• When the immigration officer hands your stamped passport back to you at customs, it will include a tear-off FMM form. Hold onto this form and keep it with you. It is important documentation and you will need to show it when you leave the country. Otherwise, you will have to pay a fine.


Understand Mexican road markings and signage.
You’ll want to brush up on your Spanish for your Mexico road trip. That’s the language for the road signs. The signage also may look a little bit different than what you’re used to, so familiarize yourself with it before you go. Also, Mexico uses the metric system, so you may want to reacquaint yourself with it.

    • Remember that both distance and speed limits are in kilometers. If you’re driving your U.S. car, it should have a reading for kilometers. If you’re driving a rental car from Mexico, kilometers should be displayed automatically.
    • Keep a copy of Mexican road signs with English translations with you in the car.
    • Stop lights are horizontal rather than vertical.


Know Mexico’s road system.
While you may expect traveling in Mexico to be a bit different than the U.S., you may be surprised at some basic differences. There are Facebook groups where you can talk to former U.S. citizens living in Mexico – ex-pats – and ask specific questions about your proposed route.

    • There may not be gas stations in rural areas. You can ask around, as sometimes gas is sold in convenience stores.
    • You have to pay to travel the highways and they can be surprisingly expensive. They only take cash, not credit cards.
    • On the free roads, look out for speed bumps that may or may not be marked. These are known as topes and can cause damage to your car if you hit them too fast.
    • If you’re traveling between states in Mexico, there are military-style checkpoints where you will have to stop and let them search your car.


Ride the bus.
Mexico has a bus system with different classes of service, and many U.S. visitors enjoy its higher classes—which are comparable to business class airline service.

    • Executive and first-class bus travel come with comfortable seats, air conditioning, and onboard restrooms. These routes are efficient and operate on time with few stops.
    • Some bus stations include lounges for executive travelers.
    • Toilets at bus stations come with a charge of between $3-$5 for entry, so be prepared.
    • Mexico also offers shared minibusses and vans known as colectivos (and other names). While you can save money using these, they may be cramped, without air conditioning and they have been known to break down—so use these with caution.


Know where you want to go.
Mexico has 758,00 square miles (or 2 million square kilometers) to explore. This includes beaches, mountains, cities, canyons, jungles, and more—plus plenty of distinctive food, culture, architecture, and activities. Plan out where you are going to go so that you can get the most out of your trip, and do it safely.

    • In some parts of Mexico, there are caverns with underground water where you can swim. These swimming holes are called cenotes.
    • Beaches in certain regions of Mexico have a seaweed problem known as sargassum. This starts in late spring and continues to the fall, so check to see whether this affects where you will be visiting.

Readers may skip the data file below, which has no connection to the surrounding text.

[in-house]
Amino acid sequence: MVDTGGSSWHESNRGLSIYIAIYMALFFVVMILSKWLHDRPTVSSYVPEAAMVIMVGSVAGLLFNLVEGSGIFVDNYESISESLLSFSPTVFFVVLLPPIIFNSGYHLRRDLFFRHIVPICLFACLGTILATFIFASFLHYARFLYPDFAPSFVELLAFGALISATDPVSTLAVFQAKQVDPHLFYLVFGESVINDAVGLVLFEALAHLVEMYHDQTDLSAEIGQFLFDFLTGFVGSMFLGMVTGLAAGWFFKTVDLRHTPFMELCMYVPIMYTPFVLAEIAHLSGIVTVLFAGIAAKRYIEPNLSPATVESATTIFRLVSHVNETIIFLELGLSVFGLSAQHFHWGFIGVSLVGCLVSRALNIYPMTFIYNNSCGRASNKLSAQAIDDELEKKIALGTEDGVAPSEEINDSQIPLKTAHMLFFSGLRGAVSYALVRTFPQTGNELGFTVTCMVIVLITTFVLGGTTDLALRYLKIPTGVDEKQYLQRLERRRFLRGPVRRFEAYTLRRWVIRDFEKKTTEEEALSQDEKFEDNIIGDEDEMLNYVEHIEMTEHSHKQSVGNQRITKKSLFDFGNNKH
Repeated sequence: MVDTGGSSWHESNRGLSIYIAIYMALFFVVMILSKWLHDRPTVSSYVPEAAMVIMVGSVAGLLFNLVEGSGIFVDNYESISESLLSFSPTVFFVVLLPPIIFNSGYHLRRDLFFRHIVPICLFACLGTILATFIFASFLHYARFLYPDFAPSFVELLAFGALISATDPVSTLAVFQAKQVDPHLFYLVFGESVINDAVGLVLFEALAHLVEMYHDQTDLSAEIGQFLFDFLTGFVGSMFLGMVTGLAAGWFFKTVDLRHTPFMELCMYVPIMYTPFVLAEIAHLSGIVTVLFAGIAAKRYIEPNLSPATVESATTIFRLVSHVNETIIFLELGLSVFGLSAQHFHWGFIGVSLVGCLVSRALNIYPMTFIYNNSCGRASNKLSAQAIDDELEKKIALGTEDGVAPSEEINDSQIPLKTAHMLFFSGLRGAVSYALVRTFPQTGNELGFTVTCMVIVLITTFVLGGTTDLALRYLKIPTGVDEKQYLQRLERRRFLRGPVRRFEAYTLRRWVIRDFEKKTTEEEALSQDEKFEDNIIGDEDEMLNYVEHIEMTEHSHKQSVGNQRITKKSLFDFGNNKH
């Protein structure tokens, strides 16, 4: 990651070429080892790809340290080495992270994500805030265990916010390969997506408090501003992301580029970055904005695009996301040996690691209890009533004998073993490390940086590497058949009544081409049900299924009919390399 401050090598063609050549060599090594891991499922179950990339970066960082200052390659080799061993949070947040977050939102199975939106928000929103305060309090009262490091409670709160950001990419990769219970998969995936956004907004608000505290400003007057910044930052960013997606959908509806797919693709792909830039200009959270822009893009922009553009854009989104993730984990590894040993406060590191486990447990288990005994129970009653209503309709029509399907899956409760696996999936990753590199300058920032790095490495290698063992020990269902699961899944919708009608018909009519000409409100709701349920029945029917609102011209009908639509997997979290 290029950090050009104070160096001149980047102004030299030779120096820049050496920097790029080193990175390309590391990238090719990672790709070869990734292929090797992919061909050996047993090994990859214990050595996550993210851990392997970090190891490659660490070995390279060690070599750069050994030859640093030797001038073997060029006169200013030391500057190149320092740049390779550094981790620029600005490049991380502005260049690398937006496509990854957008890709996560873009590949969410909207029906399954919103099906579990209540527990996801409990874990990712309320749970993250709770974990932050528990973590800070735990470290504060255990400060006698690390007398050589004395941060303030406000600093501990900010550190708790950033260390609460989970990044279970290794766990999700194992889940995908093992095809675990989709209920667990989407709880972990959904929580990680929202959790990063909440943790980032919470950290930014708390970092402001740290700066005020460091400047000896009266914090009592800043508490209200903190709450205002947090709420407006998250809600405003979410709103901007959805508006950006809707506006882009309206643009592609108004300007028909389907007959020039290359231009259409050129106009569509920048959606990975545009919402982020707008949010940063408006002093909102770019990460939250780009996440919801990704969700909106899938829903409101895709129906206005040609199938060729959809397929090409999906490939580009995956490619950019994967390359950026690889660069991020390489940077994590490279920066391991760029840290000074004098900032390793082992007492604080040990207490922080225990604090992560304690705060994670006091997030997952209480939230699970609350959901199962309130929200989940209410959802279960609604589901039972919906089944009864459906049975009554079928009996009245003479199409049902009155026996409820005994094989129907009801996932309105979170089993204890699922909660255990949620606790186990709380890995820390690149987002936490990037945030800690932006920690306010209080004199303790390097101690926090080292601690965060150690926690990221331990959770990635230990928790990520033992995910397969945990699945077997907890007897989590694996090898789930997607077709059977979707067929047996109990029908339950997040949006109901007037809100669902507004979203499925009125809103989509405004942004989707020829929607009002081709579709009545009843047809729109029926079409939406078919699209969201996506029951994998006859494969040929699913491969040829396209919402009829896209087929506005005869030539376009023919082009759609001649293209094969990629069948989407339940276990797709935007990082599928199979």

• Most of Mexico’s museums are closed on Mondays so plan your trip accordingly.


Be an informed traveler.
Travel helps to broaden your horizons with exposure to different cultures and experiences. Do your research on your destination so that you will not only understand the local perspective but you can enjoy it.

    • Know that time is relative in Mexico. Do not assume that everything is going to start on time. In most cases, it probably won’t. Plan for this when making your itinerary.
    • There is no free Wi-Fi in Mexico’s cafes and restaurants.
    • The Spanish word for women is “mujeres,” which means that bathrooms labeled with the letter “M” are for women. (This is especially confusing to American travelers!)
    • Don’t drink the tap water in Mexico. It’s not safe. To avoid paying lots of money for bottled water, consider bringing a reusable water bottle with a disposable filter.
    • Cash is king in Mexico, so where possible, pay with pesos. When paying with a credit card, many merchants will add a tip before running the card, so be aware. (You can actually tell them the tip you want to add before running the card.)
    • When withdrawing money, look for ATMs that are located inside banks. If you have a problem with a street ATM, it may be hard to locate the owner.


Pay attention to State Department travel warnings.
Whenever you are traveling out of the country, it is good to check the U.S. State Department’s website for any travel warnings for your destination. These will include any security or health risk warnings, including updates on COVID-19.

    • Sign up for the Smart Traveler Enrollment Program, a free service that gives you the latest updates when you’re traveling out of the country.
    • The State Department will tell you if there are regions to avoid and precautions to take on your travels. Follow their recommendations.
    • A vacation could turn into an expensive COVID-19 quarantine if you unexpectedly have to cover the costs of additional days in Mexico, so plan accordingly.


Safe travels.



This article is furnished by California Casualty, providing auto and home insurance to educators, law enforcement officers, firefighters, and nurses. Get a quote at 1.866.704.8614 or